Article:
For my part, Rey & Michael, I am concerned and compassionate toward all living things. It is simply my nature and has been since I was a young child. I guess you could argue that God has made this way. Perhaps it is the gift of mercy. We have rescued people who have needed a place to live (one young man lived with us for 14 months until he got on his feet) and I have personally helped pregnant women who were about to abort their babies (one was actually in the clinic when she changed her mind). We share what we have with others.

I also rescue animals and advocate for their welfare because I believe they are important to God and I believe his justice extends to all of creation. I don't accept what C.S. Lewis termed "the easy speeches that comfort cruel men" any more than he did. Cruelty is the antithesis of Christ and the mark of the evil one and I sometimes think we as a Body do not take it as seriously as we ought to when we encounter it visited upon the weak by the powerful - whomever they may be.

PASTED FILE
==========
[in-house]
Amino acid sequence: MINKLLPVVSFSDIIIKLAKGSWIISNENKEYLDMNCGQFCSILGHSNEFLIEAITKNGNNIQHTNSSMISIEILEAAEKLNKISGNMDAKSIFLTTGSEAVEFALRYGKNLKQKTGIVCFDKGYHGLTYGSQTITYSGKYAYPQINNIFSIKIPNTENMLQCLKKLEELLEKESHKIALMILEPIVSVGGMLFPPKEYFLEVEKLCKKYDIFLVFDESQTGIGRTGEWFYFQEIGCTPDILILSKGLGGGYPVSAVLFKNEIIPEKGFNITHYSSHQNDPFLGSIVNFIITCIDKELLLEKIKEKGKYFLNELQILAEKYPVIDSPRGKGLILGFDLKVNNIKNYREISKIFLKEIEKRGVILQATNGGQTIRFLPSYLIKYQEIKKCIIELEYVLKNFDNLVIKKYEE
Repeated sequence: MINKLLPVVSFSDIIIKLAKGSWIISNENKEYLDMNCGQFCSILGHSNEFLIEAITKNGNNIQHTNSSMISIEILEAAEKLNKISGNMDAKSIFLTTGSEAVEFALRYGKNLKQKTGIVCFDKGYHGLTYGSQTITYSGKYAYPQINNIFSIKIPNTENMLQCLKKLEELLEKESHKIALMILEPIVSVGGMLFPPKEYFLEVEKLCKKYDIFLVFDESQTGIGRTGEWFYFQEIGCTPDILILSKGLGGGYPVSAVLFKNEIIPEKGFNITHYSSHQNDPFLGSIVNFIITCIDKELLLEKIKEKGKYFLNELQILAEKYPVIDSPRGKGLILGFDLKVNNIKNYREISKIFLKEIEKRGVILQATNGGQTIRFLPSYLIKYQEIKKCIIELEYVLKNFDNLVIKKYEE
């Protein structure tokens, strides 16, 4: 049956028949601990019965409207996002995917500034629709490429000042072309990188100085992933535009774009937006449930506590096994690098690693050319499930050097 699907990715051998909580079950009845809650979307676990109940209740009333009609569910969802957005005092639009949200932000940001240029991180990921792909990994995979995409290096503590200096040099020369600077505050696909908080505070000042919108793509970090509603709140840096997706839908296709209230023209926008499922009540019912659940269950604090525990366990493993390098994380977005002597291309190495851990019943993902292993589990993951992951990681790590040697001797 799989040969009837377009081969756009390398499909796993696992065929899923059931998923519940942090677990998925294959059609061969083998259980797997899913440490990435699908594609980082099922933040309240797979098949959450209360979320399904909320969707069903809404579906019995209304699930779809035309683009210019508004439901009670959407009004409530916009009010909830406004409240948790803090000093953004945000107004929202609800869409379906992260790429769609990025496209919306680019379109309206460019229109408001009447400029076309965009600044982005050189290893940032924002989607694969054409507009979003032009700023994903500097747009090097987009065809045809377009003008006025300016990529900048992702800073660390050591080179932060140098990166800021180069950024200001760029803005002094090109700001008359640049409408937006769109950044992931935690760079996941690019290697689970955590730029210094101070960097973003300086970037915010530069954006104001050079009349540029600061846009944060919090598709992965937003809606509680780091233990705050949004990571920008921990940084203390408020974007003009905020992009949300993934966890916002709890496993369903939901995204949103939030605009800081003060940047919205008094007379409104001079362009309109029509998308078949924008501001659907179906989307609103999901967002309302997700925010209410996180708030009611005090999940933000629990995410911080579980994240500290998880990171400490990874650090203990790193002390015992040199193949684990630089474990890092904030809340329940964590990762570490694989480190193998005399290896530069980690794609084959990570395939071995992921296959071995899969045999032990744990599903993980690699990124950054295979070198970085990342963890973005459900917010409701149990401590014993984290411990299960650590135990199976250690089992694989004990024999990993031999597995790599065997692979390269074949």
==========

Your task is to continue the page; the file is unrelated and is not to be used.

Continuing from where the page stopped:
I don't feel as though I am slighting human beings when I work on behalf of animals, nor do I feel that I am slighting animals when I work on behalf of human beings, because if the Gospel permeates everything I do, and prayer undergirds my efforts, God can use whatever I am engaged in to his glory. I don't need to compartmentalize life and restrict myself to an "either-or" approach.

Remember - I speak only for myself here. I am not criticizing anyone else.

Thanks for letting me post my views.

Comment by JL Vaughn on September 24, 2008 at 2:37pm

I am out in creation every chance I get. No one cares about proper, balanced, thoughtful care of the environment than I do. But most of what we are told to do to protect the environment is actually damaging and wasteful.